There has been discussion in the JSCEM over a number of years on a further role for the AEC in oversighting the internal operations of political parties. The AEC does not seek an increased role here, but part of a submission in response to the Government's December 2008 Electoral Reform Green Paper – Donations, Funding and Expenditure lodged by former Senator Andrew Murray raised the following:
To bring political parties under the type of accountability regime that befits their role in our system of government, the following reforms are needed:
- The Commonwealth Electoral Act should be amended to require standard items be set out in a political party's constitution to gain registration, similar to the requirements under Corporations Law for the constitution of companies.
- Party constitutions should specify the conditions and rules of party membership; how office bearers are preselected and selected; how pre-selection of candidates is conducted; the processes for the resolution of disputes and conflicts of interest; the processes for changing the constitution; and processes for administration and management.
- Party constitutions should also provide for the rights of members in specified classes of membership to: take part in the conduct of party affairs, either directly or through freely chosen representatives; to freely express choices about party matters, including the choice of candidates for elections; and to exercise a vote of equal value with the vote of any other members in the same class of membership.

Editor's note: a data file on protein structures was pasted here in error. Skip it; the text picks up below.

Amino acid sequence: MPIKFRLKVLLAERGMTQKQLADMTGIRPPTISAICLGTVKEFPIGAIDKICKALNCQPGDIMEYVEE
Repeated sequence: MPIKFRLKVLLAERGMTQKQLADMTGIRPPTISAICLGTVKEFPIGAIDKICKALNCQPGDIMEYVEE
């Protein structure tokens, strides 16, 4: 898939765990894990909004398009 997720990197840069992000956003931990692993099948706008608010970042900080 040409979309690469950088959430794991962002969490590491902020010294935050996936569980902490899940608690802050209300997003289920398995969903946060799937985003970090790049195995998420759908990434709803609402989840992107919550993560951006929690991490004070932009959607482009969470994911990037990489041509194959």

- Party constitutions should be open to public scrutiny and updated on the public register at least once every electoral cycle.
- The AEC should be empowered to oversee all important ballots within political parties. At the very least, the law should permit them to do so at the request of a registered political party.
- The AEC should also be empowered to investigate any allegations of a serious breach of a party constitution, and be able to apply an administrative penalty.
The JSCEM has not made any recommendations to expand the AEC's role regarding party constitutions or internal operations.